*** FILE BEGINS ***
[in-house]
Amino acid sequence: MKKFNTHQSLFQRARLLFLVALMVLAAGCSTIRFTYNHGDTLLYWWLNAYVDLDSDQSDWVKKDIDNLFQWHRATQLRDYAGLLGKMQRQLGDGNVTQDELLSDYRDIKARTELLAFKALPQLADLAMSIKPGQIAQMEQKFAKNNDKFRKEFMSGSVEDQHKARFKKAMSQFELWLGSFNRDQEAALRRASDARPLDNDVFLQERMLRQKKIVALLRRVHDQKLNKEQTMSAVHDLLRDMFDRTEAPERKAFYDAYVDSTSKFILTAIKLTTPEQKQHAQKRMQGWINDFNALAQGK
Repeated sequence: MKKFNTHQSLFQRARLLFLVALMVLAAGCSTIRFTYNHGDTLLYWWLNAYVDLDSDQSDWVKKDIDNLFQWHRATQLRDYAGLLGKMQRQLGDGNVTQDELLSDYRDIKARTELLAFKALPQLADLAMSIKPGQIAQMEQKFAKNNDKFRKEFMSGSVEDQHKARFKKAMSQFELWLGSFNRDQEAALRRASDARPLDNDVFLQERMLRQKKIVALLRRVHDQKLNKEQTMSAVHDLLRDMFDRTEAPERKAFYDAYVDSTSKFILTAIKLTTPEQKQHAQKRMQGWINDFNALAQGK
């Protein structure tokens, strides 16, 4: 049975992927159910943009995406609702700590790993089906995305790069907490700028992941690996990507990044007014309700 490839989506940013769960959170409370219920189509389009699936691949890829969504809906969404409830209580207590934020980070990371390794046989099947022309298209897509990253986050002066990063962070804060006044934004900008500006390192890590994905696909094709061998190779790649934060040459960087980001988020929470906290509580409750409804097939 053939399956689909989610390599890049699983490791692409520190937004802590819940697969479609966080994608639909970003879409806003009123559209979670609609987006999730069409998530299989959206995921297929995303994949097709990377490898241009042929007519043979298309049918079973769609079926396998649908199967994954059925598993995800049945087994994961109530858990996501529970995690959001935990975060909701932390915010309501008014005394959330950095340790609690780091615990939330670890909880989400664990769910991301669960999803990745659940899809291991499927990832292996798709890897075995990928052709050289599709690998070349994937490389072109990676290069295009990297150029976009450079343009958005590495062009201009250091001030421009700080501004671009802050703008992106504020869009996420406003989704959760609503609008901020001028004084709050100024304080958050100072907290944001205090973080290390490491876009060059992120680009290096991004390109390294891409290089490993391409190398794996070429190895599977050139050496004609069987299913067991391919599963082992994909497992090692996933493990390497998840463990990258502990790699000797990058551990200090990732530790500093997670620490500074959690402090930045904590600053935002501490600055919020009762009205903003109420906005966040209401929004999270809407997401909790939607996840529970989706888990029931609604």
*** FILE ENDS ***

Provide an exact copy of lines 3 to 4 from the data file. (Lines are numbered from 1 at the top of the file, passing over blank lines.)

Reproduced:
Repeated sequence: MKKFNTHQSLFQRARLLFLVALMVLAAGCSTIRFTYNHGDTLLYWWLNAYVDLDSDQSDWVKKDIDNLFQWHRATQLRDYAGLLGKMQRQLGDGNVTQDELLSDYRDIKARTELLAFKALPQLADLAMSIKPGQIAQMEQKFAKNNDKFRKEFMSGSVEDQHKARFKKAMSQFELWLGSFNRDQEAALRRASDARPLDNDVFLQERMLRQKKIVALLRRVHDQKLNKEQTMSAVHDLLRDMFDRTEAPERKAFYDAYVDSTSKFILTAIKLTTPEQKQHAQKRMQGWINDFNALAQGK
């Protein structure tokens, strides 16, 4: 049975992927159910943009995406609702700590790993089906995305790069907490700028992941690996990507990044007014309700 490839989506940013769960959170409370219920189509389009699936691949890829969504809906969404409830209580207590934020980070990371390794046989099947022309298209897509990253986050002066990063962070804060006044934004900008500006390192890590994905696909094709061998190779790649934060040459960087980001988020929470906290509580409750409804097939 053939399956689909989610390599890049699983490791692409520190937004802590819940697969479609966080994608639909970003879409806003009123559209979670609609987006999730069409998530299989959206995921297929995303994949097709990377490898241009042929007519043979298309049918079973769609079926396998649908199967994954059925598993995800049945087994994961109530858990996501529970995690959001935990975060909701932390915010309501008014005394959330950095340790609690780091615990939330670890909880989400664990769910991301669960999803990745659940899809291991499927990832292996798709890897075995990928052709050289599709690998070349994937490389072109990676290069295009990297150029976009450079343009958005590495062009201009250091001030421009700080501004671009802050703008992106504020869009996420406003989704959760609503609008901020001028004084709050100024304080958050100072907290944001205090973080290390490491876009060059992120680009290096991004390109390294891409290089490993391409190398794996070429190895599977050139050496004609069987299913067991391919599963082992994909497992090692996933493990390497998840463990990258502990790699000797990058551990200090990732530790500093997670620490500074959690402090930045904590600053935002501490600055919020009762009205903003109420906005966040209401929004999270809407997401909790939607996840529970989706888990029931609604």